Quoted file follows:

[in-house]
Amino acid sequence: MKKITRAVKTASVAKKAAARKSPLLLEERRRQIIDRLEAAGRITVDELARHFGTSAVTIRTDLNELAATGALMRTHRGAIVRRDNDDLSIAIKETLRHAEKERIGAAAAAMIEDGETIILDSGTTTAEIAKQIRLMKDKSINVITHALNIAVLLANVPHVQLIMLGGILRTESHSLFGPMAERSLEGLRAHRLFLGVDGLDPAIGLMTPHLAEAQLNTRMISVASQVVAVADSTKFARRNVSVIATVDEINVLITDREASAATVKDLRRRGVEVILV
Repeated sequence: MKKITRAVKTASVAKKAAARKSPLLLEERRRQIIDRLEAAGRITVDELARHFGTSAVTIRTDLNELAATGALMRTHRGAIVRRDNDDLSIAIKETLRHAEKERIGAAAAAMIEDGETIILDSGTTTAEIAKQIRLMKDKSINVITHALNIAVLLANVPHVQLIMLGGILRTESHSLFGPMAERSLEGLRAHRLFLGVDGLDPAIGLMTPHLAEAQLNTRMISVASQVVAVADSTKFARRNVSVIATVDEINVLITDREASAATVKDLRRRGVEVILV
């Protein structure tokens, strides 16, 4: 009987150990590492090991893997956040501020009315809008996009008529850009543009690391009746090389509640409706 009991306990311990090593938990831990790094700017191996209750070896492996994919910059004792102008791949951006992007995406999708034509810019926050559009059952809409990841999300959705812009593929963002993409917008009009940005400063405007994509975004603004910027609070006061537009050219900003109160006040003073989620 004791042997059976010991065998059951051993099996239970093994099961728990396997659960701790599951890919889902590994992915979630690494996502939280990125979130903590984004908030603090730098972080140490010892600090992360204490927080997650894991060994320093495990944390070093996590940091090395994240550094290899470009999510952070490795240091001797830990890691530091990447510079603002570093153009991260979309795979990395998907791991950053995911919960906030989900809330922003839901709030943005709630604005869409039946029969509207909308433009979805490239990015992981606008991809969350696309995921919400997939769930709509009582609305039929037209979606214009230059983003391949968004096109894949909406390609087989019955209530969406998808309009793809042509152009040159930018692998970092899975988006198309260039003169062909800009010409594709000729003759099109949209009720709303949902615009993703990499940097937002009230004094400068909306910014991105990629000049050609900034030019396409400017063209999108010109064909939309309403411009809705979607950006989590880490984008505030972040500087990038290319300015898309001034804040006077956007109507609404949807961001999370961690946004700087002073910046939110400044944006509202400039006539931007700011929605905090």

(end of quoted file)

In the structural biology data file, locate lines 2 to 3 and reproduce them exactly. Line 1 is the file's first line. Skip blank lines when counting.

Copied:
Amino acid sequence: MKKITRAVKTASVAKKAAARKSPLLLEERRRQIIDRLEAAGRITVDELARHFGTSAVTIRTDLNELAATGALMRTHRGAIVRRDNDDLSIAIKETLRHAEKERIGAAAAAMIEDGETIILDSGTTTAEIAKQIRLMKDKSINVITHALNIAVLLANVPHVQLIMLGGILRTESHSLFGPMAERSLEGLRAHRLFLGVDGLDPAIGLMTPHLAEAQLNTRMISVASQVVAVADSTKFARRNVSVIATVDEINVLITDREASAATVKDLRRRGVEVILV
Repeated sequence: MKKITRAVKTASVAKKAAARKSPLLLEERRRQIIDRLEAAGRITVDELARHFGTSAVTIRTDLNELAATGALMRTHRGAIVRRDNDDLSIAIKETLRHAEKERIGAAAAAMIEDGETIILDSGTTTAEIAKQIRLMKDKSINVITHALNIAVLLANVPHVQLIMLGGILRTESHSLFGPMAERSLEGLRAHRLFLGVDGLDPAIGLMTPHLAEAQLNTRMISVASQVVAVADSTKFARRNVSVIATVDEINVLITDREASAATVKDLRRRGVEVILV